Later Pac-Man clones were far more creative and unique than those that preceded them, including Shigeru Miyamoto’s Devil World, an innovative maze game that was denied Nintendo of America’s approval due to religious imagery.

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Nov 10
By Matt Gander In New Nintendo Downloads No Comments

It’s the busiest time of year for the gaming scene, and as such, more gaps in the Switch’s library are being filled. This week the system receives its first big-name shooter, meaning we can tick that box off the list. Sorry, Rogue Trooper Redux. You’re now surplus to requirement.

DOOM on Switch is pretty much what you’d expect – a scaled down conversion of the glorious grisly 2016 hit, running at a lower resolution and capped at 30fps. Reviews went live yesterday and were mostly full of praise, with few compromises of note. Destructoid dished out an 8/10, while IGN enjoyed it a tad more, opting for an 8.5. “Whatever ritual sacrifices had to be performed to fit Doom on Switch were worth it,” they said.

Sonic Forces (£34.99) is another big-name title hitting the Switch this week. While far from terrible (the Metacritic currently stands at 58%), it’s very dull and forgettable – two things we didn’t expect a Sonic game to be. Character customisation is the USP, with a wealth of new accessories for your animal avatar unlocking at the end of each stage. If that sounds a little weird, that’s because it is.

Then we have Farming Simulator Nintendo Switch Edition (£37.99) and Ben 10 (£TBA), both of which are of uncertain quality. In fairness, Ben 10 looks more promising than the tie-ins that came before it…but that’s not saying much.

Snipperclips Plus – Cut it out, together! also receives new DLC this week, just in time for the retail release. 40 new stages are being added, including toy box and comic worlds.

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Jun 20
By Matt Gander In UK Charts No Comments

A price cut to £29.99 has helped DOOM claim the UK chart’s top spot, putting an end to Overwatch’s three week run in the process.

The recently released DOOM demo likely played a part in this, too.

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DOOM entered at #2 during launch week, so this is in fact the first time the grizzly shooter has been crowned no.1. In doing so, it has become Bethesda’s first number one since Fallout 4, and id’s first since DOOM 3 way back in 2004.

Overwatch drops to #2 with sales down 24% while Uncharted 4: A Thief’s End saw a small sales boost, raising it up to #3.

FIFA 16 is at #4 while GTA V moves up to #5.

Last week’s highest new entry Mirror’s Edge Catalyst falls to #6, Black Ops III re-enters the top ten at #7, UEFA Euro 2016 remains at #8, Star Wars Battlefront rises seven places to #9 and then at #10 it’s LEGO Marvel’s Avengers.

Dead Island Definitive Edition and Tom Clancy’s The Division both depart the top ten, meanwhile.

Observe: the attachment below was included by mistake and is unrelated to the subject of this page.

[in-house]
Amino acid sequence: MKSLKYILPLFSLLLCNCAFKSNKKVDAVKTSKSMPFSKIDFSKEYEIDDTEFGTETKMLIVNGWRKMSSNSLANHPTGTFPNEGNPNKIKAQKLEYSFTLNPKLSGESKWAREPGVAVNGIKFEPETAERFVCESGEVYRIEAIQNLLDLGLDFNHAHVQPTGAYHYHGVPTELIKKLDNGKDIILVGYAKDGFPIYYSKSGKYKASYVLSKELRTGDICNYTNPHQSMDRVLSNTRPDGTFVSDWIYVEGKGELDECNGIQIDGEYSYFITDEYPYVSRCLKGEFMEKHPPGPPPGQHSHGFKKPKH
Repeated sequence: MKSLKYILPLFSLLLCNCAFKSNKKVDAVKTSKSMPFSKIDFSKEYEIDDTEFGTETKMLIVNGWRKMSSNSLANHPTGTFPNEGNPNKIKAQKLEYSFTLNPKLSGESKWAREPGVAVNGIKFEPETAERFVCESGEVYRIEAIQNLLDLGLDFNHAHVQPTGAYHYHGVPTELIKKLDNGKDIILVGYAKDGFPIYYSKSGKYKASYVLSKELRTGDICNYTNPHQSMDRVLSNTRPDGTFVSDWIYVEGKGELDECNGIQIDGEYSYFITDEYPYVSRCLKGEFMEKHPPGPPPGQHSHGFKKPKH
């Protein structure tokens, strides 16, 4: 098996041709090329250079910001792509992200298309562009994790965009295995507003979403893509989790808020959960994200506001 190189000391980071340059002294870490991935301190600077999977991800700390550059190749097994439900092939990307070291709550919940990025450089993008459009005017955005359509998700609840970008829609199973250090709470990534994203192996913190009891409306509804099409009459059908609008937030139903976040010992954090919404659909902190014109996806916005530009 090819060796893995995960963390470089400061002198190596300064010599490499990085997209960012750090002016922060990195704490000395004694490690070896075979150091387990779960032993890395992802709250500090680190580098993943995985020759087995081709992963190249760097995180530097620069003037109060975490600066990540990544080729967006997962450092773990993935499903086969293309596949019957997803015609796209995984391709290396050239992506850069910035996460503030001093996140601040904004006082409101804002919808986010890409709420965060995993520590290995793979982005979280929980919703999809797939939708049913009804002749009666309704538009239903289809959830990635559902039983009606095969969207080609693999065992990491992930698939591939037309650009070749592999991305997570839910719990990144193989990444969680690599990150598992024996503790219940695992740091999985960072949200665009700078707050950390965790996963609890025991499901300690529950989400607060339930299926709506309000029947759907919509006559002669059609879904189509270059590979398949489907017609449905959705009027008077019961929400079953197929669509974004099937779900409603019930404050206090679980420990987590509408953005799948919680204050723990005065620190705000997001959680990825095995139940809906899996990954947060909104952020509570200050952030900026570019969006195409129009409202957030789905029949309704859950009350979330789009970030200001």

MotoGP 16: Valentino Rossi was the only top 40 new arrival, entering at #19. Grand Kingdom did however top the PS Vita chart, which shouldn’t really come as a surprise – PS Vita JRPGs have a track record of heading straight to no.1 at launch.

Jun 06
By Matt Gander In UK Charts No Comments

We were slightly worried that Dead Island Definitive Edition was going to claim the UK chart’s top spot this week, dislodging Overwatch in the process.

Pleasingly, this isn’t the case – Overwatch remains on top for a second week running.

Uncharted 4: A Thief’s End remains at #2, while DOOM stays put at #3.

DeadIslandCensored

At #4 it’s FIFA 16, up from #7. This appears to be due to price cuts – we recently spotted the Xbox 360 version for a mere £14.99 at Sainsbury’s.

The Dead Island double pack has to make do with #5. Incidentally, Tesco has taken the liberty of censoring the box art. We wonder if this was a pre-emptive internal decision or due to customer complaints.

GTA V moves up to #6, Ratchet & Clank shifts to #7, Tom Clancy’s The Division holds onto #8 while Call of Duty: Black Ops III falls to #9.

Then at #10 it’s Homefront: The Revolution. Three weeks in top ten appears to be all the ragtag shooter is going to get.

Just a single other new release made the top 40 – One Piece: Burning Road at a lowly #37.

Recapping on other recent releases, TMNT: Mutants in Manhattan drops to #30 during its second week on sale while Battleborn falls from #20 to #29.

The Gearbox developed shooter can already be found for £20 online.

May 28
By Matt Gander In Reviews No Comments

Just as the original DOOM built upon the foundations of Wolfenstein 3D, this long awaited franchise reboot learns from 2014’s acclaimed Wolfenstein: The New Order. Not only does it expand upon certain areas, with visuals that are approaching CGI quality in places, but it also strips back the bloat many first-person shooters suffer from.

The result is a game that’s unmistakably DOOM.

Right off the bat a pistol is placed in the mute marine’s hand, indulging players with a spot of grizzly demon slaying. There’s no opening cut-scene or anything of the sort, save for a short interlude a few minutes into the game where the nameless hero steps into a suit of power armour; an ancient artifact discovered on Mars, along with the answer to unlimited energy.

Foolish wielding of this raw energy results in a portal to Hell opening on Mars, and you’re the only one that can close it. Not because your new-found powers bestow the ability to do so, but because you’re the only human at the UAC base left alive.